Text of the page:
Security tensions in Israel in recent weeks hit a new high on April 15, the second Friday of Ramadan and the eve of Passover. By mid-morning Friday, some 300 Palestinian rioters on the Temple Mount had been arrested.

Israeli security forces entered the Al-Aqsa mosque compound in Jerusalem before dawn as thousands of Palestinians were gathered for prayers during the holy month of Ramadan, setting off clashes that medics said wounded at least 67 Palestinians. Several dozen Palestinians had barricaded themselves in the mosque, and security forces removed them. News sources reported that hundreds of Palestinians have been arrested.

Israel said its forces entered to remove rocks that had been gathered in anticipation of violence. The holy site, which is sacred to Jews and Muslims, has often been the epicenter of Israeli-Palestinian unrest, and tensions were already heightened amid a recent wave of violence.

Videos circulating online showed Palestinians hurling rocks at Israeli civilians and police, and in response, officers fired tear gas and stun grenades on the sprawling esplanade surrounding the mosque. Others showed worshippers barricading themselves inside the mosque amid what appeared to be clouds of tear gas.

The Palestinian Red Crescent emergency medical service said it evacuated 67 people to hospitals who had been wounded by rubber-coated bullets and/or stun grenades or were beaten with batons. It reported that one of the guards at the site was shot in the eye with a rubber bullet.

The Israeli police said three officers were wounded from “massive stone-throwing” with two evacuated from the scene for treatment.

Early Friday morning, Muslim worshippers began clashing with security forces after several dozen young people marched to the Temple Mount at about 4 a.m., waving Hamas and Palestinian flags. The marchers began amassing piles of wooden planks to disrupt movement.

Some of the worshippers began to riot, throwing rocks and fireworks at the forces.

Despite the provocation, security personnel waited until the early-morning prayers were over and the worshippers left. Because rocks were being thrown at the Western Wall and the violence was escalating, Jerusalem District police entered the Temple Mount compound and removed the rioters, allowing the rest of the people to leave safely.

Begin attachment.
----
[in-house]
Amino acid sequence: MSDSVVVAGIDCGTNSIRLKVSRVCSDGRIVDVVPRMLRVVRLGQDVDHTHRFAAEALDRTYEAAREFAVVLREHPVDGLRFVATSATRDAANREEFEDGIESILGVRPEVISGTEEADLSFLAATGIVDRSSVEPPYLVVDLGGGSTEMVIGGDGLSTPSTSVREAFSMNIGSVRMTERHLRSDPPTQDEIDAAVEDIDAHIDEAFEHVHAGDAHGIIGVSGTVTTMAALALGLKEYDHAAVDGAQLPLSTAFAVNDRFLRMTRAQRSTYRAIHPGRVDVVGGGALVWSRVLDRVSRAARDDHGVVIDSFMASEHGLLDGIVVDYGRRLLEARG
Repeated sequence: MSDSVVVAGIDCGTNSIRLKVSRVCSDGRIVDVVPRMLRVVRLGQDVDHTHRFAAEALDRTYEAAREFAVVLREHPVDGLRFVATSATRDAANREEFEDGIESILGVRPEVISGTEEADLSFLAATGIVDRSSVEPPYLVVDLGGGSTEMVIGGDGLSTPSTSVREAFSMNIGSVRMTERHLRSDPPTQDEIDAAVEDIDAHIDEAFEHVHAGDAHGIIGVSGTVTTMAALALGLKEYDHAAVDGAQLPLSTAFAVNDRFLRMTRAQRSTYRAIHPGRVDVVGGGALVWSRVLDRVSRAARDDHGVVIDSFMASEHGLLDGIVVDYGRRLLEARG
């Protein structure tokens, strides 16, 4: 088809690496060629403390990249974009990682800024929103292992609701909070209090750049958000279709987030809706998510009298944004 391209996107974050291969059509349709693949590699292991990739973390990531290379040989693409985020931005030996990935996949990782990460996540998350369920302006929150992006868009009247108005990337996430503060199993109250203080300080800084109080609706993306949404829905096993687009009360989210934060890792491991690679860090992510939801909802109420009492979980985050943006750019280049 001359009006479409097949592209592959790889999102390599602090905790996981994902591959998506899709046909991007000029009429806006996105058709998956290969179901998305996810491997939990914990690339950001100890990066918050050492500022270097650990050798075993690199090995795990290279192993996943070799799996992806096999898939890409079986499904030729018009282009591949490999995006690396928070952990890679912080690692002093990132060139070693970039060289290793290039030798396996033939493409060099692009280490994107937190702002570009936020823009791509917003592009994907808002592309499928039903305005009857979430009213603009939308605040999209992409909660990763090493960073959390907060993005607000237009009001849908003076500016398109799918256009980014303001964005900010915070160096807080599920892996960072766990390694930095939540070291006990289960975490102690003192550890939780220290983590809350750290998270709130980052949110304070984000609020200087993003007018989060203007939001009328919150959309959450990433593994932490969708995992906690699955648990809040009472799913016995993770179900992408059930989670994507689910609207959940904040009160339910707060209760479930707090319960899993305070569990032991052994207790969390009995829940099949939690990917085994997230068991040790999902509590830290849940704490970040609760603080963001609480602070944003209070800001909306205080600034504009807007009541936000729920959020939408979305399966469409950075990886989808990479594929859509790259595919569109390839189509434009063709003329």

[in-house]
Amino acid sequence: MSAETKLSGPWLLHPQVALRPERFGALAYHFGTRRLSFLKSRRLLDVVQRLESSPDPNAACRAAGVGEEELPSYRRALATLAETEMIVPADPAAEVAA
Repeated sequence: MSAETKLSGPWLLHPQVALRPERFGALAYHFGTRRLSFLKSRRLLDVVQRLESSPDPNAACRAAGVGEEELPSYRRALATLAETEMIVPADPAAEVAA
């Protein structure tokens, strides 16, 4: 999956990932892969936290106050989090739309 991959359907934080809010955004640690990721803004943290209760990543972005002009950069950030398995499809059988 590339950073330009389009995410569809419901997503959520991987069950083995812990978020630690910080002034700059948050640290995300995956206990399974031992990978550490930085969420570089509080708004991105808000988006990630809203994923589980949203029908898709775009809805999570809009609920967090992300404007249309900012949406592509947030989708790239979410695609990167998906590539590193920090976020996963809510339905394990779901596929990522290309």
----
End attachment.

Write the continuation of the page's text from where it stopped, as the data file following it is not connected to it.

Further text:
A police announcement said: “While many police officers are working to allow freedom of worship and maintain security, law and order at holy places and throughout Jerusalem, there are some who opt to riot and disturb the peace. We will continue to take strong steps against those who disturb the peace, for the peace and safety of the public.”

Some 3,000 police, Border Police and member of other branches of the security forces were on duty in Jerusalem on Friday.

Due to intelligence about terrorist plots, with Jerusalem, as well as Judea and Samaria, being the main targets, police were at the highest level of alert. Operations to locate and arrest suspected terrorists continued nationwide.

On Friday, streets around the Old City of Jerusalem were closed from 6 a.m. to approximately 4:30 p.m. Other roads in Jerusalem were also closed to traffic as necessary.

Palestinian Authority leader Mahmoud Abbas spoke with officials, including from the United States and Jordan, about the Temple Mount clashes and warned of the consequences of “Israel’s actions,” said Ahmad Rawidi, head of the Jerusalem unit in the Palestinian presidency.

Rawidi blamed Israel for the violence and accused it of disrespecting the Jordanian custodianship.

Jordan’s Foreign Ministry condemned “the invasion of the Al-Aqsa mosque and the Temple Mount” and the “harming of worshippers,” and demanded that Israel withdraw its forces from the compound “immediately.”

Meanwhile, the Israel Defense Forces reported that in light of security tensions, Israeli Defense Minister Benny Gantz had ordered a full closure on Judea and Samaria.

Crossings will be closed from 4 p.m. Friday until midnight between Saturday, April 16 and Sunday, April 17. On Saturday evening, the security apparatus will hold another meeting to assess the situation, and decide whether or not to keep the closure in place throughout the week of Passover.

This article originally appeared in Israel Hayom. 

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